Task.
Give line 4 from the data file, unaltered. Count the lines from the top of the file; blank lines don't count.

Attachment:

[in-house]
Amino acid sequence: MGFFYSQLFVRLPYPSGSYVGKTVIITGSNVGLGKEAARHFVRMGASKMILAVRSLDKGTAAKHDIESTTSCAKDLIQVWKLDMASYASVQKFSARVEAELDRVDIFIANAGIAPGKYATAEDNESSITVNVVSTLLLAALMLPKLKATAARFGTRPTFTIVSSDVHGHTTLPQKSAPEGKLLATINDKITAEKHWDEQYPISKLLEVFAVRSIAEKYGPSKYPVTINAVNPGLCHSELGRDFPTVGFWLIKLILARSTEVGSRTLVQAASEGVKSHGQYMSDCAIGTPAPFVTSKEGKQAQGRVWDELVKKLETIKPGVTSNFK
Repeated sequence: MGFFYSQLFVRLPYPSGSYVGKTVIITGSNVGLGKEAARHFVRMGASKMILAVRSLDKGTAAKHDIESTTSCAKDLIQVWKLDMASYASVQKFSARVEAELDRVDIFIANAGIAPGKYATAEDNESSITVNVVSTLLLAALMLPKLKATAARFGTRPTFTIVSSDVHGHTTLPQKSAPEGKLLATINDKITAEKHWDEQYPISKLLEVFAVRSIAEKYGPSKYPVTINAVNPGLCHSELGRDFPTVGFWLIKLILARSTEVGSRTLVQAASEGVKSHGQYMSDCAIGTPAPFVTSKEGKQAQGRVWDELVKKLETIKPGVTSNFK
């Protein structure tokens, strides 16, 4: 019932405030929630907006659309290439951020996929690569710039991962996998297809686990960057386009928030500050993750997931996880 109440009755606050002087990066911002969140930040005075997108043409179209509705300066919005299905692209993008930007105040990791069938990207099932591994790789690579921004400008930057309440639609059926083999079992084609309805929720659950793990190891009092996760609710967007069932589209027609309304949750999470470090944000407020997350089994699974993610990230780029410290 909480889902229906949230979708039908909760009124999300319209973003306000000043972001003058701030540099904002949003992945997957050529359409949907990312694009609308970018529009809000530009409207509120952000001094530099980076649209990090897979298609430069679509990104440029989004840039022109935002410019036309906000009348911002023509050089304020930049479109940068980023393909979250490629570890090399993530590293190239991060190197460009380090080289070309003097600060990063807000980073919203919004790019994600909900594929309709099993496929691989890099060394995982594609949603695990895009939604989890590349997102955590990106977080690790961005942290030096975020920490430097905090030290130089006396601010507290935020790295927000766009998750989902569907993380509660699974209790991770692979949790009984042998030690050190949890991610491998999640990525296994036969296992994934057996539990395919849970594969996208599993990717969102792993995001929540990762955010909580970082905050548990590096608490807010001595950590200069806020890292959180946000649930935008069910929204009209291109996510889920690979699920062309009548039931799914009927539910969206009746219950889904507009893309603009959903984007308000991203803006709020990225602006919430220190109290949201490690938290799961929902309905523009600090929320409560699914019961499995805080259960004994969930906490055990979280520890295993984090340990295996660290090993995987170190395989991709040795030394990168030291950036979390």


């Protein structure tokens, strides 16, 4: 019932405030929630907006659309290439951020996929690569710039991962996998297809686990960057386009928030500050993750997931996880 109440009755606050002087990066911002969140930040005075997108043409179209509705300066919005299905692209993008930007105040990791069938990207099932591994790789690579921004400008930057309440639609059926083999079992084609309805929720659950793990190891009092996760609710967007069932589209027609309304949750999470470090944000407020997350089994699974993610990230780029410290 909480889902229906949230979708039908909760009124999300319209973003306000000043972001003058701030540099904002949003992945997957050529359409949907990312694009609308970018529009809000530009409207509120952000001094530099980076649209990090897979298609430069679509990104440029989004840039022109935002410019036309906000009348911002023509050089304020930049479109940068980023393909979250490629570890090399993530590293190239991060190197460009380090080289070309003097600060990063807000980073919203919004790019994600909900594929309709099993496929691989890099060394995982594609949603695990895009939604989890590349997102955590990106977080690790961005942290030096975020920490430097905090030290130089006396601010507290935020790295927000766009998750989902569907993380509660699974209790991770692979949790009984042998030690050190949890991610491998999640990525296994036969296992994934057996539990395919849970594969996208599993990717969102792993995001929540990762955010909580970082905050548990590096608490807010001595950590200069806020890292959180946000649930935008069910929204009209291109996510889920690979699920062309009548039931799914009927539910969206009746219950889904507009893309603009959903984007308000991203803006709020990225602006919430220190109290949201490690938290799961929902309905523009600090929320409560699914019961499995805080259960004994969930906490055990979280520890295993984090340990295996660290090993995987170190395989991709040795030394990168030291950036979390």